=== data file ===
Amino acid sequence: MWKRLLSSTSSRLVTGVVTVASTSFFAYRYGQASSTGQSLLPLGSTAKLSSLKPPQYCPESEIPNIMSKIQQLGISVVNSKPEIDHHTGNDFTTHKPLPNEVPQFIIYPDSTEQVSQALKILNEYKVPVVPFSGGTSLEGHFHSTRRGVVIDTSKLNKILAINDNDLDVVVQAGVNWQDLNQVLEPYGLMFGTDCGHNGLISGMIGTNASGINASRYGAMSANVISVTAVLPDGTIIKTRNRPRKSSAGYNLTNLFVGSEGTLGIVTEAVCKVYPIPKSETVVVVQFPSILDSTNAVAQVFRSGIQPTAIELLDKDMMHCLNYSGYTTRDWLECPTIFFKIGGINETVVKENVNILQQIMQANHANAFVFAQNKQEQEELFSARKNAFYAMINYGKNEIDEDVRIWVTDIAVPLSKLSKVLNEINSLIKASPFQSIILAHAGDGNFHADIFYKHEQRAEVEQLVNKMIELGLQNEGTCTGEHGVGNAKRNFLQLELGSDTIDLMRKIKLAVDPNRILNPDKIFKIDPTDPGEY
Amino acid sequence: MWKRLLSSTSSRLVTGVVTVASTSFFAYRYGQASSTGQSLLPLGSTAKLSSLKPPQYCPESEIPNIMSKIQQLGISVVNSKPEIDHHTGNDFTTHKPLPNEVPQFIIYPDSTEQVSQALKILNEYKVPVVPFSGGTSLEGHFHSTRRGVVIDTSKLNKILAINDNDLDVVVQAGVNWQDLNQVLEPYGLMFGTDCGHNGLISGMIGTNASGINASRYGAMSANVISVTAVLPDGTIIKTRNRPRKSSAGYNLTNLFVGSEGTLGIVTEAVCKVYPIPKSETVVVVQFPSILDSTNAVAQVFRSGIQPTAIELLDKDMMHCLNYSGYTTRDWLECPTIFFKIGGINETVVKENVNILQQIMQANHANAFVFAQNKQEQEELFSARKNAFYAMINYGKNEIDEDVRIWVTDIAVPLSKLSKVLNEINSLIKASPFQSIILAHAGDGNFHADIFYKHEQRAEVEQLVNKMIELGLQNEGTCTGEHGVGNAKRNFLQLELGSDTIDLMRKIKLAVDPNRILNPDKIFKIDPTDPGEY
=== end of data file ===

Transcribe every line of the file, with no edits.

Amino acid sequence: MWKRLLSSTSSRLVTGVVTVASTSFFAYRYGQASSTGQSLLPLGSTAKLSSLKPPQYCPESEIPNIMSKIQQLGISVVNSKPEIDHHTGNDFTTHKPLPNEVPQFIIYPDSTEQVSQALKILNEYKVPVVPFSGGTSLEGHFHSTRRGVVIDTSKLNKILAINDNDLDVVVQAGVNWQDLNQVLEPYGLMFGTDCGHNGLISGMIGTNASGINASRYGAMSANVISVTAVLPDGTIIKTRNRPRKSSAGYNLTNLFVGSEGTLGIVTEAVCKVYPIPKSETVVVVQFPSILDSTNAVAQVFRSGIQPTAIELLDKDMMHCLNYSGYTTRDWLECPTIFFKIGGINETVVKENVNILQQIMQANHANAFVFAQNKQEQEELFSARKNAFYAMINYGKNEIDEDVRIWVTDIAVPLSKLSKVLNEINSLIKASPFQSIILAHAGDGNFHADIFYKHEQRAEVEQLVNKMIELGLQNEGTCTGEHGVGNAKRNFLQLELGSDTIDLMRKIKLAVDPNRILNPDKIFKIDPTDPGEY
Amino acid sequence: MWKRLLSSTSSRLVTGVVTVASTSFFAYRYGQASSTGQSLLPLGSTAKLSSLKPPQYCPESEIPNIMSKIQQLGISVVNSKPEIDHHTGNDFTTHKPLPNEVPQFIIYPDSTEQVSQALKILNEYKVPVVPFSGGTSLEGHFHSTRRGVVIDTSKLNKILAINDNDLDVVVQAGVNWQDLNQVLEPYGLMFGTDCGHNGLISGMIGTNASGINASRYGAMSANVISVTAVLPDGTIIKTRNRPRKSSAGYNLTNLFVGSEGTLGIVTEAVCKVYPIPKSETVVVVQFPSILDSTNAVAQVFRSGIQPTAIELLDKDMMHCLNYSGYTTRDWLECPTIFFKIGGINETVVKENVNILQQIMQANHANAFVFAQNKQEQEELFSARKNAFYAMINYGKNEIDEDVRIWVTDIAVPLSKLSKVLNEINSLIKASPFQSIILAHAGDGNFHADIFYKHEQRAEVEQLVNKMIELGLQNEGTCTGEHGVGNAKRNFLQLELGSDTIDLMRKIKLAVDPNRILNPDKIFKIDPTDPGEY